Wednesday, September 19, 2007

Chatting with (and summarizing) Wikipedia about Gothic Revival

All of the following -- quotes and pictures -- are from

Cast-iron gothic tracery supports a bridge by Calvert Vaux, Central Park, New York City

The upper chapel of the Sainte Chapelle, restored by Eugène Viollet-le-Duc in the 19th century -- the colors are just delicious.

Victoria Tower at the Palace of Westminster, London: Gothic details provided by A.W.N. Pugin

Sir Christopher Wren's Tom Tower, at Christ Church, Oxford. The frosty blues in this image are so moody and evocative. Love it.

Apparently, all this mid-18th-century Gothic Revival goodness started in England. Medieval-looking stuff was all the rage, "and perhaps more Gothic architecture was built in nineteenth and twentieth centuries than had originally ever been built," which amuses me immensely. Will nostalgia ever become old hat?

"Gothic architecture is generally considered to have begun at the Abbey of Saint-Denis, Paris, in 1140 and ended with a last great flourish at Henry VII[']s Chapel at Westminster in the early 16th century."

It didn't really die, though, because people who wanted churchy things and university things kept demanding the Gothic look. It's admittedly a pretty imposing look, suitable for inspiring fear of God and so forth.

Restoration became a big thing, and this included a surge in nationalism; every country claimed that it had invented the Gothic look first.

"A few Britons, and soon some Germans, began to appreciate the picturesque character of ruins — 'picturesque' becoming a new aesthetic quality".

In other words, why restore things when you can just build some fresh ruins which look all sorts of moody and evocative? Those wacky Romantics!

"In Contrasts (1836), Pugin . . . [claimed] that Gothic architecture was the product of a purer society. . . . Pugin believed Gothic was true Christian architecture, and even claimed 'The pointed arch was produced by the Catholic faith'. Pugin's most famous building is The Houses of Parliament in London, which he designed in two campaigns, 1836–1837 and again in 1844 and 1852".

Is it just me, or does this sound suspiciously Hitlerian, as in 'Gothic architecture is Aryan architecture'? Boo hiss, Augustus Welby Northmore Pugin! Just as an aside, the guy died when he was only forty, possibly from mercury poisoning (see

Eugène Viollet-le-Duc, unlike many popular Gothic-lovin' folks, felt that Gothic-y stuff should be restored with modern-day materials, including cast iron, rather than trying to imitate what had already been done. This inspired new designers to create Gothic-y-looking structures which could never have been made just out of stone, and hinted at the beginnings of my all-time-favorite art movement, Art Nouveau.

"Carpenter gothic houses and small churches became common in North America in the late nineteenth century. These structures adapted Gothic elements such as pointed arches, steep gables, and towers to traditional American light-frame construction. . . . But in most cases, Carpenter Gothic buildings were relatively unadorned, retaining only the basic elements of pointed-arch windows and steep gables. Arguably, the most famous example of carpenter gothic is not even a real building. It appears in the background of the painting American Gothic by Grant Wood."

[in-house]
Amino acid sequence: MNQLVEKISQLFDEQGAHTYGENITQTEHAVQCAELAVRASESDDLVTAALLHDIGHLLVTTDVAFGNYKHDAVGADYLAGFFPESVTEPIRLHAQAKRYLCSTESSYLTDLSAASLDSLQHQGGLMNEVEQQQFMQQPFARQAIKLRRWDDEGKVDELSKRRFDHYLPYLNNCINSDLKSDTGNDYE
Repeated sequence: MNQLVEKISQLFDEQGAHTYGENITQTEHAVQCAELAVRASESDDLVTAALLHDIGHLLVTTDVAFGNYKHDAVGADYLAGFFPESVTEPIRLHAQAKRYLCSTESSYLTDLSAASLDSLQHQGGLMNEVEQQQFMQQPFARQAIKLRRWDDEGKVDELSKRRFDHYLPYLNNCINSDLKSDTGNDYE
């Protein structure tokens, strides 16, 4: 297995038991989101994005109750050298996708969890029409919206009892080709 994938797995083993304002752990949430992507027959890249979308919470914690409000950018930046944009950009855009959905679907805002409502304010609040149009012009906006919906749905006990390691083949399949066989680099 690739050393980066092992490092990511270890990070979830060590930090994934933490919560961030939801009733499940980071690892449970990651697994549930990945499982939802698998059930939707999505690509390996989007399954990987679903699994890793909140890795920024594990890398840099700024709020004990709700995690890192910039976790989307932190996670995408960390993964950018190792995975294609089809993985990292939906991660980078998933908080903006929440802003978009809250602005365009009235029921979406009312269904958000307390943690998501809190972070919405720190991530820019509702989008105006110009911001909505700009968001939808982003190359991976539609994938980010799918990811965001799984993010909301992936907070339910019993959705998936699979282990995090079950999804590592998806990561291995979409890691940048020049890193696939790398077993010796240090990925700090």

I don't have a smart-alecky comment to that one, I just think it's cool. And Grant Wood was simply brilliant. Such liquid colors! Such eye-popping clarity! Such vibrant compositions! Ooh, I just love him. In fact, look at this:

"The Midnight Ride of Paul Revere," by Grant Wood

This image doesn't do the original painting any justice; go to the Metropolitan Museum of Art in New York and see this sometime. It looks eerie, and almost like it's underwater. I first saw this painting in person several years ago, and it haunts me still. Now that's what I call art.

"At the turn of the 20th Century, technological developments such as the light bulb, the elevator, and steel framing caused many to see architecture that used load-bearing masonry as obsolete. Steel framing supplanted the non-ornamental functions of rib vaults and flying buttresses. Some architects used Neo-Gothic tracery as applied ornament to an iron skeleton underneath".

In other words, we still like the look, but wouldn't ever dream of using such archaic building techniques, so we slap the look onto inherently modern structures. Personally, I'm cool with that -- Gothic (and Gothic Revival) buildings from the inside tend to be dark, dreary, and rather pinched, with teensy windows and drafty everything.

Still, I do kinda miss flying buttresses.

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